The similar temporal patterns observed for the 5 districts and for the Xieng Ngeun district suggest that the dynamics of the diarrheal disease occurrence is independent of population density. Moreover, the similar temporal patterns in space also suggest that small spatial subsets are representative subsets of the overall incidence over larger areas, thus limiting the extent of future epidemiological surveys. This also highlights that the results of the statistical analyses made on the total incidence (5 districts) are valid whatever the considered drainage area, and that the comparison of diarrhea incidences in Xieng Ngeun and Houay Xon/Houay Pano together with hydro-meteorological variables in NK20 and S4, respectively, and with the socio-behavioral dataset (Table 1), is relevant. However, although the dynamic was similar, the magnitude of incidence rate variations was different depending on the spatial subset. Incidence rate was actually lower in the less densely populated district of Xieng Ngeun and higher in the more densely populated area closer to the Luang Prabang city (e.g. Houay Xon catchment). The overall incidence rate in the Luang Prabang district is 401 cases per 10,000 inhabitants, i.e. 13 times higher than the incidence in the Xieng Ngeun district. Differences in diarrhea incidence between urban and rural areas have been highlighted by several studies in the tropics [20,25,75]. These studies concluded that the association between climate factors and diarrhea was stronger in rural than in urban areas and that urban areas were better able to dampen the seasonal variability of diarrheal diseases as driven by climate. Also, urban areas were often associated to higher GDPs and higher educational attainments, and they had greater investments in sanitation and thus were better able to dispose fecal material [28,34,75,82]. Hence, none of these studies have shown higher incidence rates of diarrhea in more densely populated areas as we found in the Luang Prabang area. Manifold explanations may be suggested here: cases may be more often reported in urban areas rather than in rural areas because (1) the access to the health facilities is easier, (2) the population living close to urban areas may be wealthier and can afford medication, (3) the population living close to urban areas are more aware of the benefits from modern medicine [79,83] and (4) the probability of contagion is higher in more densely populated areas.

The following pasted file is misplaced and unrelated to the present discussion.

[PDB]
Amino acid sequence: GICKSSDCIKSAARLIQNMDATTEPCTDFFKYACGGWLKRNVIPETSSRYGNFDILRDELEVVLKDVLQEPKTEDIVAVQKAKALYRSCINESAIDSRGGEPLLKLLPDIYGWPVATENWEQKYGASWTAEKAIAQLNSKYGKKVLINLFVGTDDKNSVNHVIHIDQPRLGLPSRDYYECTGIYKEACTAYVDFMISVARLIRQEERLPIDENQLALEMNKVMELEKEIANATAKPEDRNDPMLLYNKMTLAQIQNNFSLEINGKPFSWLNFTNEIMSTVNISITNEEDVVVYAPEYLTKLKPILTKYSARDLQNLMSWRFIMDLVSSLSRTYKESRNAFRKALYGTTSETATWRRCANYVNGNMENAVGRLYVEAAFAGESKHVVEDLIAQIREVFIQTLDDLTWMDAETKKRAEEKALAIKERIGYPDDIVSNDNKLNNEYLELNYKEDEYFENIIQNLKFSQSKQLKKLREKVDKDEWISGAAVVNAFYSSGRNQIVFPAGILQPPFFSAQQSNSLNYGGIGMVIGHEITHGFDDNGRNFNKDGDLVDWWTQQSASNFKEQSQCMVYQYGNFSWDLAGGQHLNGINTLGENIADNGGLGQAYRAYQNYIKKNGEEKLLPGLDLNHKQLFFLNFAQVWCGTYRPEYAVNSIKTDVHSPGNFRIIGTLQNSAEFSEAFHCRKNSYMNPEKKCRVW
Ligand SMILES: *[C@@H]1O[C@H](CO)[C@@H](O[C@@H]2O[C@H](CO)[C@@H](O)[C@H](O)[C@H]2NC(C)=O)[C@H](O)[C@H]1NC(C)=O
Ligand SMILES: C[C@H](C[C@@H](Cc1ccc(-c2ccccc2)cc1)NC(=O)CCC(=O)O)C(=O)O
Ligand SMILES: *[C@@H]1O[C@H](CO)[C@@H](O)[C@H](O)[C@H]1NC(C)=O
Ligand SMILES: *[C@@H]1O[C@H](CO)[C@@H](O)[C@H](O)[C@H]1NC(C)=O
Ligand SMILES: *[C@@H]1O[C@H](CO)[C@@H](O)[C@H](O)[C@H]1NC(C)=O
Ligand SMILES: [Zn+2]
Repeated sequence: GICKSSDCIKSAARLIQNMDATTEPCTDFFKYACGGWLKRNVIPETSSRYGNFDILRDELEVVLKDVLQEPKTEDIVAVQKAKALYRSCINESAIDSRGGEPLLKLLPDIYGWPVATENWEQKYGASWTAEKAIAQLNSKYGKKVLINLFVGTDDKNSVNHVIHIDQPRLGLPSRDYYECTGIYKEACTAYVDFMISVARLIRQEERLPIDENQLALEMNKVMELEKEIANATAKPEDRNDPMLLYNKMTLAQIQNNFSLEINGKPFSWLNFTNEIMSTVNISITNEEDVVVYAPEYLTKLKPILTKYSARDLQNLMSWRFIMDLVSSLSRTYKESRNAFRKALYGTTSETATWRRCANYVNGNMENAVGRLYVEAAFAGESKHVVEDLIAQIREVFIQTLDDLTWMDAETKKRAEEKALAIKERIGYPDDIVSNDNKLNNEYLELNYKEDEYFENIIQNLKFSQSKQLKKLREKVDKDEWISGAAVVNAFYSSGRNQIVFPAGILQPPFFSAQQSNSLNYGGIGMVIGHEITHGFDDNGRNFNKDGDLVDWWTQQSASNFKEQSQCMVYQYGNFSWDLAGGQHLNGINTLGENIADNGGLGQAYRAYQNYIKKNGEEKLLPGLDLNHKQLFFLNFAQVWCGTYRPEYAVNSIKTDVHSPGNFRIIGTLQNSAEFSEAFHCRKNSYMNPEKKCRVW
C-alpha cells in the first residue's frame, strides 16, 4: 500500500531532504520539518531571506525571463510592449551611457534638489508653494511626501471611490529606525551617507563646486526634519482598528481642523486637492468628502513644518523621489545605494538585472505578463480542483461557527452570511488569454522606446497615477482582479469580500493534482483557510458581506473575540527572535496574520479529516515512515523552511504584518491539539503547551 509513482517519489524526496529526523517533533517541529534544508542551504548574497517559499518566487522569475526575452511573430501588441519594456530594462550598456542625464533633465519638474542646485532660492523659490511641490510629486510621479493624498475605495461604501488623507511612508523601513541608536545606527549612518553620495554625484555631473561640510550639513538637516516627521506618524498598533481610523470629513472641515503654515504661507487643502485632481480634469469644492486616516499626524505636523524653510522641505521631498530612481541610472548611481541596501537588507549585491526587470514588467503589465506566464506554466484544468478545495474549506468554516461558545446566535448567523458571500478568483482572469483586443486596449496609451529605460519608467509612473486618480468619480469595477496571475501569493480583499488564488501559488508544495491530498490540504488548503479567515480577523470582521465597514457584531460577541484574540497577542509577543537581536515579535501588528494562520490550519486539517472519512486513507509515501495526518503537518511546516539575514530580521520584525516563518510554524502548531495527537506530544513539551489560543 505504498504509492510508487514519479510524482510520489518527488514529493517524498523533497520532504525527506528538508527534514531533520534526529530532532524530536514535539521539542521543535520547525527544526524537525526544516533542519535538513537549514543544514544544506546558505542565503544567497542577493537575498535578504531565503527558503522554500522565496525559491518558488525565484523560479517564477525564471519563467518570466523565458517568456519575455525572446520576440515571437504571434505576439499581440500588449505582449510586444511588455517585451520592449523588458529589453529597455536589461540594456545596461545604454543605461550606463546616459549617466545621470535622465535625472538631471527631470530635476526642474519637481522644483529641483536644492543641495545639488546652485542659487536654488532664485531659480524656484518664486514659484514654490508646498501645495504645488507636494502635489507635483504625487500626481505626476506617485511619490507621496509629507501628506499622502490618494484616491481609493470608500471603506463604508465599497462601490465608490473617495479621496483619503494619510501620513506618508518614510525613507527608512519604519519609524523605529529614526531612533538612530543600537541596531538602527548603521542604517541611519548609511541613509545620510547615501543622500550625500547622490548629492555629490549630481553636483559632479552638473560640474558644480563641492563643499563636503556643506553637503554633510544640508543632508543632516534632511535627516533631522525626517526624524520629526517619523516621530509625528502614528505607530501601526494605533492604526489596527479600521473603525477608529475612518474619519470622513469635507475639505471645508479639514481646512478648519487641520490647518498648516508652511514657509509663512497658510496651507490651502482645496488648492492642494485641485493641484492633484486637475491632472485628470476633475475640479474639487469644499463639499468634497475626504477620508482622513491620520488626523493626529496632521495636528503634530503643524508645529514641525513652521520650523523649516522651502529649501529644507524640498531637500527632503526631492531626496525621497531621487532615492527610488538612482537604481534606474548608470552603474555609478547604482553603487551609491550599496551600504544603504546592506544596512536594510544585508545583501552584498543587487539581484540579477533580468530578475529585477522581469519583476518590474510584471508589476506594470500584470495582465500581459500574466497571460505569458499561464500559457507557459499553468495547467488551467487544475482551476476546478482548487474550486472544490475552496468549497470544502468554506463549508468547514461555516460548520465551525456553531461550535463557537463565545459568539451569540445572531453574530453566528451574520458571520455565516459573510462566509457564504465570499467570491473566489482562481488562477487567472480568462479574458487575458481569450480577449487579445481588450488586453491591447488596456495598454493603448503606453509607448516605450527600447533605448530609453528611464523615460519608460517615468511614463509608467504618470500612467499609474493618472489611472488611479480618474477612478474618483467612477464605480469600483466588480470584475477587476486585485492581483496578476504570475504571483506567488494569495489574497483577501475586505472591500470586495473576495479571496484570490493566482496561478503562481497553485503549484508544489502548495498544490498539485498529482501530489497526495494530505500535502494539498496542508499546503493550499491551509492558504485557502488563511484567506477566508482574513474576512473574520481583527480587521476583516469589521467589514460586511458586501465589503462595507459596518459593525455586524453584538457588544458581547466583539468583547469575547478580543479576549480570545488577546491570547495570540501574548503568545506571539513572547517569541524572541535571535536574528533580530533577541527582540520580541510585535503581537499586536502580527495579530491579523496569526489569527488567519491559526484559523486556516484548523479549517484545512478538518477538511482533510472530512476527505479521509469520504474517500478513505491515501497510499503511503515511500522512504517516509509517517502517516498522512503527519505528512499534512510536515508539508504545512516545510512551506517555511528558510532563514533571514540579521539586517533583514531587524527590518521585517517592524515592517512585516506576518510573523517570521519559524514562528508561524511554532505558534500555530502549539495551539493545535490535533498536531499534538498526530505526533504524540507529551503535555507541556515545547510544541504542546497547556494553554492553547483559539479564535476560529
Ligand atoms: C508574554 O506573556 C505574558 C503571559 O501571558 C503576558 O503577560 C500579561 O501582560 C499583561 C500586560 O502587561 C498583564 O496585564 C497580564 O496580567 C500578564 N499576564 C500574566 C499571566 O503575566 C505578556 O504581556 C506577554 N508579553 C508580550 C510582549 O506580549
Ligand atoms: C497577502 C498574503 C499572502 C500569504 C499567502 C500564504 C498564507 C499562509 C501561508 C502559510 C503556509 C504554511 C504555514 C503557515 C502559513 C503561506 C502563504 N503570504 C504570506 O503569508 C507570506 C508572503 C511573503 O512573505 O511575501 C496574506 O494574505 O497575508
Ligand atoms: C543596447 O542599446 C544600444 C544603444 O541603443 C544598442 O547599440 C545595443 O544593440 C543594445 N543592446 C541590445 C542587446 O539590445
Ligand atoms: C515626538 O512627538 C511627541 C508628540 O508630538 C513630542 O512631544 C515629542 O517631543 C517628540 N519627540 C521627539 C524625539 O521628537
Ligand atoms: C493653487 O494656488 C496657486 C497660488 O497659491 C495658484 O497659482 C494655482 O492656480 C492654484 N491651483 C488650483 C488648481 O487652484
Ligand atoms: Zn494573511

These latter explanations also raise the possible issue of the quality of the hospital admission dataset. Most of the diarrhea cases that were reported to the 6 health centers in the Luang Prabang area may have been moderate or severe hospital-admitted cases, as people with mild symptoms may not seek medical care. Therefore, we may have underestimated the cases of minor diarrhea. In Laos people can easily buy medicine in any private pharmacy or grocery store to treat themselves or their children without hospital admission; however, the focus on data from hospital admissions provides a more accurate measure of more serious illness [16,21]. Also, diarrhea cases during the wet season may be under-reported since remote villagers may not be able to access health centers because roads are often blocked due to flooding and landslide.